How To: A Surefire Way To Pass Your Finals
Note: This article was originally posted December, 2010. It’s still awesome, however.
It’s hard to imagine how many cups of coffee are being consumed right now. By college students. Frantic college students. Yes, it’s “the worst time of the year” for many of us; our attempts to cram knowledge back into our brain that was forgotten the second week of the semester can be frustrating and time consuming. Many of you probably have developed your own study methods, or you just don’t study. No matter which boat you find yourself in, the following article can help you immensely on your finals. I decided to write this post to share my “surefire” study method; the one that has allowed me to get B’s on tests that I had no business getting D’s on. I’m not joking. Alright let’s get rolling.
- computer w/ microphone
- iPhone or iPod (any other mp3 player really)
- study sheet
The first step, and the most important in my opinion, is to create a comprehensive, yet also concise, study sheet. Some of my professors have provided a list of concepts to review, while others just say “study chapters 2 through 9”, which can be the worst. Regardless of your circumstance, you need to be sure that you have a list of essentially everything your final will be on. Double check what is on this sheet, because if it’s wrong then you are essentially wasting your time.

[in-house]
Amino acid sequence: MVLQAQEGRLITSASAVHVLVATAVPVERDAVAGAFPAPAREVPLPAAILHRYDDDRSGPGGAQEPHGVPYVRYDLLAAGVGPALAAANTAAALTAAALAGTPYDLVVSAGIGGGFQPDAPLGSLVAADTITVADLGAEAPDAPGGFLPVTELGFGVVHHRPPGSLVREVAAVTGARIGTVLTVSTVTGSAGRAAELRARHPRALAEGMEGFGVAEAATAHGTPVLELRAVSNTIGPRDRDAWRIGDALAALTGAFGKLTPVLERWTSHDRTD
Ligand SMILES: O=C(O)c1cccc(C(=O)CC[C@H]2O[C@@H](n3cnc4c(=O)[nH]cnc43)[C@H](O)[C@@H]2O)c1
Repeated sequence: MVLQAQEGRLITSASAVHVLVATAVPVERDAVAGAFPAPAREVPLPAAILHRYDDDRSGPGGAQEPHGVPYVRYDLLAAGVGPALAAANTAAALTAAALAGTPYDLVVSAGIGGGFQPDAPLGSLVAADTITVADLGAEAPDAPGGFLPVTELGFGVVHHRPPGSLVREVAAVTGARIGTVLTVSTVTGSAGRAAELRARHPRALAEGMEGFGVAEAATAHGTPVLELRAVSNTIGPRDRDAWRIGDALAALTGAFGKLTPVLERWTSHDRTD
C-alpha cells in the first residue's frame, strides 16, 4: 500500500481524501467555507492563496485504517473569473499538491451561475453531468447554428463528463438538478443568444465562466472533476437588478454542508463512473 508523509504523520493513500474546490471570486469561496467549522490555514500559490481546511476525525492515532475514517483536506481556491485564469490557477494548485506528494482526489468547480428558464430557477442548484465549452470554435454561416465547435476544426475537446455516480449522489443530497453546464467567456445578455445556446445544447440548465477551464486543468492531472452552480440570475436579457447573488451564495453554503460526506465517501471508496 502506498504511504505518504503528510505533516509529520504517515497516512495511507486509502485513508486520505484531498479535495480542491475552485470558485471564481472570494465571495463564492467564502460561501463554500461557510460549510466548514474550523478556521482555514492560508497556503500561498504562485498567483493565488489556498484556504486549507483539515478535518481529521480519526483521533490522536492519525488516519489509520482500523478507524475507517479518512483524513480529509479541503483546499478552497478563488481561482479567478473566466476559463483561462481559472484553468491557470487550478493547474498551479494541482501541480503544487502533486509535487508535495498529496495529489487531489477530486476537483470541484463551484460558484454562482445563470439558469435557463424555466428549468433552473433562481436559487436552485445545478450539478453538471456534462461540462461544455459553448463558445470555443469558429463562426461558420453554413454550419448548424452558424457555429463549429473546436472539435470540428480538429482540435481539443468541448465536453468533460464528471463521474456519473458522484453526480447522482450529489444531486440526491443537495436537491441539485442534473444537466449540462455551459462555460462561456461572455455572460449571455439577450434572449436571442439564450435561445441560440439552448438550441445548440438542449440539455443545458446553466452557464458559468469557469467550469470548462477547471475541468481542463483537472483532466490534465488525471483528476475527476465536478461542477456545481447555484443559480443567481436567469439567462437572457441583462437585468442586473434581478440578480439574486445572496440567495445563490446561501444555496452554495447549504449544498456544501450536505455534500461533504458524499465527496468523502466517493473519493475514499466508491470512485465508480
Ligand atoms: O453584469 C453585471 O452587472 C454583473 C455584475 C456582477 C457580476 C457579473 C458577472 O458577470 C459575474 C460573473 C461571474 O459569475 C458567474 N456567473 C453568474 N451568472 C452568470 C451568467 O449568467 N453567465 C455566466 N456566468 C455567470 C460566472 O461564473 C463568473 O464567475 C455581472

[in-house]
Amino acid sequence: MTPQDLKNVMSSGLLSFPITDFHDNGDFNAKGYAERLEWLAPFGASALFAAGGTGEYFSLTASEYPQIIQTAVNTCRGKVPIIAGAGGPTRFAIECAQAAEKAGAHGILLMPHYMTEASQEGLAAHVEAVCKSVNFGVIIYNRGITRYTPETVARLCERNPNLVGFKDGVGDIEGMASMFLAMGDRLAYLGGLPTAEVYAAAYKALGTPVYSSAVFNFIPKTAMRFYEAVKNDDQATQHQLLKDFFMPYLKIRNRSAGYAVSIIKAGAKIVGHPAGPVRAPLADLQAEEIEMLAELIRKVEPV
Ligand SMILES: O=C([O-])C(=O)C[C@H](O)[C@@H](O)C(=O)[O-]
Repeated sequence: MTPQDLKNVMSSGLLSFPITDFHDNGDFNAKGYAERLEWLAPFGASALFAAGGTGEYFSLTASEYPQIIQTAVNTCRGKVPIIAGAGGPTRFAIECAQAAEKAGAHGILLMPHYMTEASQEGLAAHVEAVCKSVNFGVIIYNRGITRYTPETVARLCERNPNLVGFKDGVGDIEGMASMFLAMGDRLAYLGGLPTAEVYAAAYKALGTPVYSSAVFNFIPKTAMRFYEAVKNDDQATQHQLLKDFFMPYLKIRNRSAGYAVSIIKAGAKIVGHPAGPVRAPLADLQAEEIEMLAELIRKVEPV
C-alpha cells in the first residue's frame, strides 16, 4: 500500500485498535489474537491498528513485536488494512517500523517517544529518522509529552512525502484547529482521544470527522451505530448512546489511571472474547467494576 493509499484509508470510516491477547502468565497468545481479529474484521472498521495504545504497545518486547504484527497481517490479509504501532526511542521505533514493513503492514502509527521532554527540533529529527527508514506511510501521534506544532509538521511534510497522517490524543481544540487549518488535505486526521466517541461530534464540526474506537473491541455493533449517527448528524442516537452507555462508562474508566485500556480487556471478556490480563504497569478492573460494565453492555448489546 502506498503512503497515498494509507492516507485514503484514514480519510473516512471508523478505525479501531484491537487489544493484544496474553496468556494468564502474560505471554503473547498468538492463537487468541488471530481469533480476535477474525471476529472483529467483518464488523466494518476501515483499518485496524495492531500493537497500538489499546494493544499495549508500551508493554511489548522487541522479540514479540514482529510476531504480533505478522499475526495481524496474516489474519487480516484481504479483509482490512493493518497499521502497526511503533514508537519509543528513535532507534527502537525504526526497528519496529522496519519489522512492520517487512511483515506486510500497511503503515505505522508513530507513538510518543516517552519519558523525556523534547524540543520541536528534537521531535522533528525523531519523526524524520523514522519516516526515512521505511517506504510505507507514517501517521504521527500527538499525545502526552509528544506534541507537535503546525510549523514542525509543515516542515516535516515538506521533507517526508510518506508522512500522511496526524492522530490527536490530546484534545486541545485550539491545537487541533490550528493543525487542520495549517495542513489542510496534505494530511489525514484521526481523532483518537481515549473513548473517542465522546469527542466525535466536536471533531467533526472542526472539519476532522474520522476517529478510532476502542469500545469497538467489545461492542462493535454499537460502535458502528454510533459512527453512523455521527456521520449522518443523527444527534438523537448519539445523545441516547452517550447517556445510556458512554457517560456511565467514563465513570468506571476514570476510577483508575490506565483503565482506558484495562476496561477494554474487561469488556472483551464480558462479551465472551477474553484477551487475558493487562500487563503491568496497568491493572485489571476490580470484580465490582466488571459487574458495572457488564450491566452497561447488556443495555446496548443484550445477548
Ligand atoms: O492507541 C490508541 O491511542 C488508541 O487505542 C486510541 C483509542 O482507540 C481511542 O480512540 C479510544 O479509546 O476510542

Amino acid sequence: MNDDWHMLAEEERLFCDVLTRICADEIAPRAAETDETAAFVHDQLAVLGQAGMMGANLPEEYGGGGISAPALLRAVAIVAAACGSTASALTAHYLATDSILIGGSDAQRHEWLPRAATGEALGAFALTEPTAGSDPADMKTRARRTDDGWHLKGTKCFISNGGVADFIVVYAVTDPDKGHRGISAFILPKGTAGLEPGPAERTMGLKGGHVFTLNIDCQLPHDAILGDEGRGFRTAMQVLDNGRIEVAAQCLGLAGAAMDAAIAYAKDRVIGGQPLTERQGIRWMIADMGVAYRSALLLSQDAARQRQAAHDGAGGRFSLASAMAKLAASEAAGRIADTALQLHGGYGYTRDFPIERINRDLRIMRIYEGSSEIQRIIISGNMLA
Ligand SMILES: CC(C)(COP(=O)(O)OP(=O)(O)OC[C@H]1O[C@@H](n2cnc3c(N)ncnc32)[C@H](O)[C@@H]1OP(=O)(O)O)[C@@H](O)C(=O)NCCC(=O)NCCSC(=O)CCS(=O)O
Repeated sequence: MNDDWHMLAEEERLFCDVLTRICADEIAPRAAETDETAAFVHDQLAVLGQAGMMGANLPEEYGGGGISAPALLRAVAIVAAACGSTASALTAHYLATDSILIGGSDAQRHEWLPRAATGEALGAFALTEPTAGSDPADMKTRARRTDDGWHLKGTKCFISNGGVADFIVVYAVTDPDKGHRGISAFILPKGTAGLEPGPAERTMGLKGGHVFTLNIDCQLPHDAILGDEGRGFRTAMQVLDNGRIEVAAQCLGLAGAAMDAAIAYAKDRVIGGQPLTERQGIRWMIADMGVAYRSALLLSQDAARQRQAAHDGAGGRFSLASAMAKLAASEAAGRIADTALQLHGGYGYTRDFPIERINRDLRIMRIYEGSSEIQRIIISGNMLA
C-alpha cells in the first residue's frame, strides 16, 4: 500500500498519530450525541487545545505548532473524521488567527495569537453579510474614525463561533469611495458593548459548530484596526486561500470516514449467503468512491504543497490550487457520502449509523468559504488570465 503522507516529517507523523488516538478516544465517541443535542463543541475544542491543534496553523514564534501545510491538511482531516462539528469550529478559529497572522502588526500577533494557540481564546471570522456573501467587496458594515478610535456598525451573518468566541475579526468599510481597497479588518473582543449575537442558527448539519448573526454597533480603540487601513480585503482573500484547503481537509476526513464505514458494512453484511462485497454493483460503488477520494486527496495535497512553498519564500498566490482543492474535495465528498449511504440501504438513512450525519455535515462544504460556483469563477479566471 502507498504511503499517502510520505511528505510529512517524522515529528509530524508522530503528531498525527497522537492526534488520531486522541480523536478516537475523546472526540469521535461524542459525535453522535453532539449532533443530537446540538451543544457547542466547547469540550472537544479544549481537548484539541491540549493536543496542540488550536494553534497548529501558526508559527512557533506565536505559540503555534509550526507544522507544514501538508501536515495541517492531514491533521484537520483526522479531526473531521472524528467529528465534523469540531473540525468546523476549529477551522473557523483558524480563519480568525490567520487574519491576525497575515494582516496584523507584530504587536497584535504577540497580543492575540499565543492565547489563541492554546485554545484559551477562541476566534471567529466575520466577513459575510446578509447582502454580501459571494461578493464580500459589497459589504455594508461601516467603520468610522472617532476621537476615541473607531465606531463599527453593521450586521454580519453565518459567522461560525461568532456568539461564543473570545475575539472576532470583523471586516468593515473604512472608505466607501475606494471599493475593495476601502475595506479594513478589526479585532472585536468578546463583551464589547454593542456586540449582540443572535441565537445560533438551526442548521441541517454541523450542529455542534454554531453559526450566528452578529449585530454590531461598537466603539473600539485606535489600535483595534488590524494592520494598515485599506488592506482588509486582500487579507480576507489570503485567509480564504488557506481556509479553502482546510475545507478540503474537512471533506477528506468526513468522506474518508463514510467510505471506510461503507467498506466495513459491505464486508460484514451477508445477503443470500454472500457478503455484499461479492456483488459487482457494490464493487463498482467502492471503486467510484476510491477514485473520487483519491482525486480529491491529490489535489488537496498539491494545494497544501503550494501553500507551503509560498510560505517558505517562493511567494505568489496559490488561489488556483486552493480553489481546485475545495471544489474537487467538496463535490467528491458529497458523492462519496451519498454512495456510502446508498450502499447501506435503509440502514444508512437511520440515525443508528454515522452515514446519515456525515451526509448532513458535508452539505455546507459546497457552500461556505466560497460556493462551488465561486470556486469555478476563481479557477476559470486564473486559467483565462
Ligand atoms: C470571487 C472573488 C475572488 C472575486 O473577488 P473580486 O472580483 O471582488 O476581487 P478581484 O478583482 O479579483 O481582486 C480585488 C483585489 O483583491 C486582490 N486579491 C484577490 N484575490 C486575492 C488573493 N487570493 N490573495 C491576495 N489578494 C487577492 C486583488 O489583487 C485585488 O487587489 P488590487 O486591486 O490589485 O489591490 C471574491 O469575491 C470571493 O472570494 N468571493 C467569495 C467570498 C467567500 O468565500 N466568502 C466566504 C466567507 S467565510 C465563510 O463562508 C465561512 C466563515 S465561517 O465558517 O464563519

Record! Most laptops have built in microphones by now, and even if your computer doesn’t then you can get a plug in microphone for a few bucks at most big box retailers. Choose your recording software (I recommend Garageband on the Mac and Audacity on the PC, both are free) and begin to record. Make sure that you talk clearly, but also maintain a quick pace. Try your best to keep your recording in the 10 – 15 minute range, and if you mess up just continue; you can always edit out stumbles and mispronunciations later.
Edit, mix and export. Remove any dead space from your recording; the goal is to cram as much information in as little time as possible. Sometimes I put a basic instrumental track in the background, but other times I just leave it simple. Once you are satisfied, export the sound file in a format that your mp3 player supports. iPods and iPhones support AAC, MP3 VBR, AIFF, and WAV. Drag the exported file into iTunes (or whatever you use to manage your player). You can then even create some album artwork if you want. Once I found a photo of my professor on Facebook and used it to create 500X500 dimension album art. Last, sync your player (obviously).
Listen like crazy. You didn’t go through steps 1 – 3 without a reason; it’s up to you to wear out your iPod on the track you created. Use the “repeat” function, and try to listen as many times as you can without going crazy. Sure, you will probably start to really hate your own voice, and maybe you will you tune out here or there, but with this method it’s quantity of time over quality. The best thing about studying using this method is that you can multitask; study while driving, walking to class, cleaning, etc.
I super hope that some of these tips help you pass those dreaded finals! Good luck and let us know how it goes!